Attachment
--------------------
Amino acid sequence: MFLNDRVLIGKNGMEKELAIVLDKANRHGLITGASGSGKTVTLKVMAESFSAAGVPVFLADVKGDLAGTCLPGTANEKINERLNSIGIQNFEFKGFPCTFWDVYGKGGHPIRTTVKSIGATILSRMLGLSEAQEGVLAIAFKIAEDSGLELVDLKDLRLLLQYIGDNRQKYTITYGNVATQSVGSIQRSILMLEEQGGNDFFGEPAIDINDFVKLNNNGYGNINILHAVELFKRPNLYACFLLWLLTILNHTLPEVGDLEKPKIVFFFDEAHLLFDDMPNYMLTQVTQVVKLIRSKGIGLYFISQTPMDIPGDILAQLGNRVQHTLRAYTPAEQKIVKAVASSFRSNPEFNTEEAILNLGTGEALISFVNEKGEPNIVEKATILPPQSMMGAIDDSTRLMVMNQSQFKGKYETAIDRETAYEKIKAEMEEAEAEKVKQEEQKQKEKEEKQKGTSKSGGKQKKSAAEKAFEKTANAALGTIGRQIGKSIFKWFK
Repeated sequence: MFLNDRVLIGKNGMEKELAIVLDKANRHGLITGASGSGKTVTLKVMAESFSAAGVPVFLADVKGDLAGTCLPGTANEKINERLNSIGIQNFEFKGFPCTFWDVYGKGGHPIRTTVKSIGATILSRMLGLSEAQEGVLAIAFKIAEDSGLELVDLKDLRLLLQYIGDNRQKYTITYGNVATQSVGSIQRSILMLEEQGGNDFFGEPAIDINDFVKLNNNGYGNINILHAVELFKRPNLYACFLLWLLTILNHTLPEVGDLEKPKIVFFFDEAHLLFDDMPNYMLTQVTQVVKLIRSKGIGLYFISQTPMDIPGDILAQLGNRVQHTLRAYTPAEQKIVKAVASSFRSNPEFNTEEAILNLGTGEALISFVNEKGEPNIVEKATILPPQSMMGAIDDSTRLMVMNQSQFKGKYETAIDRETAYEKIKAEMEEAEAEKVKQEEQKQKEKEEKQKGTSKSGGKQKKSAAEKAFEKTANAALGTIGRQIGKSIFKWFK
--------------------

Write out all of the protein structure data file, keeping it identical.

Amino acid sequence: MFLNDRVLIGKNGMEKELAIVLDKANRHGLITGASGSGKTVTLKVMAESFSAAGVPVFLADVKGDLAGTCLPGTANEKINERLNSIGIQNFEFKGFPCTFWDVYGKGGHPIRTTVKSIGATILSRMLGLSEAQEGVLAIAFKIAEDSGLELVDLKDLRLLLQYIGDNRQKYTITYGNVATQSVGSIQRSILMLEEQGGNDFFGEPAIDINDFVKLNNNGYGNINILHAVELFKRPNLYACFLLWLLTILNHTLPEVGDLEKPKIVFFFDEAHLLFDDMPNYMLTQVTQVVKLIRSKGIGLYFISQTPMDIPGDILAQLGNRVQHTLRAYTPAEQKIVKAVASSFRSNPEFNTEEAILNLGTGEALISFVNEKGEPNIVEKATILPPQSMMGAIDDSTRLMVMNQSQFKGKYETAIDRETAYEKIKAEMEEAEAEKVKQEEQKQKEKEEKQKGTSKSGGKQKKSAAEKAFEKTANAALGTIGRQIGKSIFKWFK
Repeated sequence: MFLNDRVLIGKNGMEKELAIVLDKANRHGLITGASGSGKTVTLKVMAESFSAAGVPVFLADVKGDLAGTCLPGTANEKINERLNSIGIQNFEFKGFPCTFWDVYGKGGHPIRTTVKSIGATILSRMLGLSEAQEGVLAIAFKIAEDSGLELVDLKDLRLLLQYIGDNRQKYTITYGNVATQSVGSIQRSILMLEEQGGNDFFGEPAIDINDFVKLNNNGYGNINILHAVELFKRPNLYACFLLWLLTILNHTLPEVGDLEKPKIVFFFDEAHLLFDDMPNYMLTQVTQVVKLIRSKGIGLYFISQTPMDIPGDILAQLGNRVQHTLRAYTPAEQKIVKAVASSFRSNPEFNTEEAILNLGTGEALISFVNEKGEPNIVEKATILPPQSMMGAIDDSTRLMVMNQSQFKGKYETAIDRETAYEKIKAEMEEAEAEKVKQEEQKQKEKEEKQKGTSKSGGKQKKSAAEKAFEKTANAALGTIGRQIGKSIFKWFK